• What is your presentation truly about? What is the main message you want your audience to take away?

Upon answering these questions, you can begin drafting an outline of your presentation. You’ll have a framework to keep your PowerPoint deck from ballooning to, say, 50 slides.

Always give a fresh perspective

similar themes - presentation lessons

There are movies that have pretty formulaic plots. Despite that, some of them still go on to become big blockbuster hits. The themes that James Cameron tackles in the movie Avatar are similar to those in the timeless classics Pocahontas and Tarzan, However, because he gives the movie a sci-fi setting and interesting new characters, he was able to add something that audiences haven’t seen before.

The same should be true for your presentation. Even if you’re set to report about your company’s finances, there’s still a way to give new life to the same old presentations people are used to seeing. Keep your audience engaged with good content and interesting visuals. Add a bit of personality to your presentation with some anecdotes.

Use metaphors and analogies to explain concepts your audience unfamiliar with. You can even add humor, if the situation allows it. Lastly, show your audience a PowerPoint deck that’s more than just bullet points and bad clip art. Read up on some of our past presentation lessons on how you can give your audience a great experience.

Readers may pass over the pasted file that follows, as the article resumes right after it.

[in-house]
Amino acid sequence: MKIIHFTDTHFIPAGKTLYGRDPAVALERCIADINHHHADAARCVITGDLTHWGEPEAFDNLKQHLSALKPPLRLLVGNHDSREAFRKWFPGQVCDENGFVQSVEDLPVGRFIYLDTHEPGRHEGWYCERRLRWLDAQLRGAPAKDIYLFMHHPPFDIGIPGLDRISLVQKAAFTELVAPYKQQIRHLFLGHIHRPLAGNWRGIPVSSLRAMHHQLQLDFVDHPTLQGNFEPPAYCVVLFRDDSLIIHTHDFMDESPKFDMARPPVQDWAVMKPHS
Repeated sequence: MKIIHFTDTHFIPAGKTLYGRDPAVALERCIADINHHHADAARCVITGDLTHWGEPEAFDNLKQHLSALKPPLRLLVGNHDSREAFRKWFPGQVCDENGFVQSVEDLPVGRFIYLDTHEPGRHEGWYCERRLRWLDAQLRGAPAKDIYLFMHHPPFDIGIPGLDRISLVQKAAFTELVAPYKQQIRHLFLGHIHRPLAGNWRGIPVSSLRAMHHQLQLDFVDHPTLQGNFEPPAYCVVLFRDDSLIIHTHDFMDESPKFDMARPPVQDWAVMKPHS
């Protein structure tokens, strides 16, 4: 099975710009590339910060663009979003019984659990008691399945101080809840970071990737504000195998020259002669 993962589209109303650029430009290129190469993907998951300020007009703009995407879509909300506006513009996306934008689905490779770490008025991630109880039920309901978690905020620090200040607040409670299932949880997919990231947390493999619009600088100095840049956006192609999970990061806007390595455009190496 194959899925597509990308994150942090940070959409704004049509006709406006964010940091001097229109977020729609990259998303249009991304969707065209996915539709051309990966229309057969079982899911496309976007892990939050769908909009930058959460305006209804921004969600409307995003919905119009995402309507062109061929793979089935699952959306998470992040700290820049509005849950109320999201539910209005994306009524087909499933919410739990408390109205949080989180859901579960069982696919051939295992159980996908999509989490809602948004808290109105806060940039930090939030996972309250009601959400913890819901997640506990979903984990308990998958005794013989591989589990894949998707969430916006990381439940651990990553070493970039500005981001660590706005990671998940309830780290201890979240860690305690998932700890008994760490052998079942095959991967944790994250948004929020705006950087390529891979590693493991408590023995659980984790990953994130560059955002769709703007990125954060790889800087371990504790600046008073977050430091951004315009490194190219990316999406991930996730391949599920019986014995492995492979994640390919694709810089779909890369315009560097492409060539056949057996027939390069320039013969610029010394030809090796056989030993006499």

Focus on delivery just as much as you focus on content

Troy2004PosterThere are some movies that suffer from sloppy editing. While the original premise and the plot may seem interesting, the technical side of the movie keeps it from clicking with viewers.

Similarly, your delivery can make or break your presentation. You can have the best PowerPoint deck, coupled with interesting content. But if you mumble through your presentation and just read your slides, the attention of your audience will wander.

Practice your body language to show that you are full of energy. You should also make sure your voice sounds equally alive and engaged. Break monotonous sentences with voice inflection.

Always know that there’s inspiration to be found everywhere when it comes to improving your presentation.

The next time you’re seeing a movie with friends, take note of some presentation lessons you can apply to the board room.

 

Featured Image: John Drake via Flickr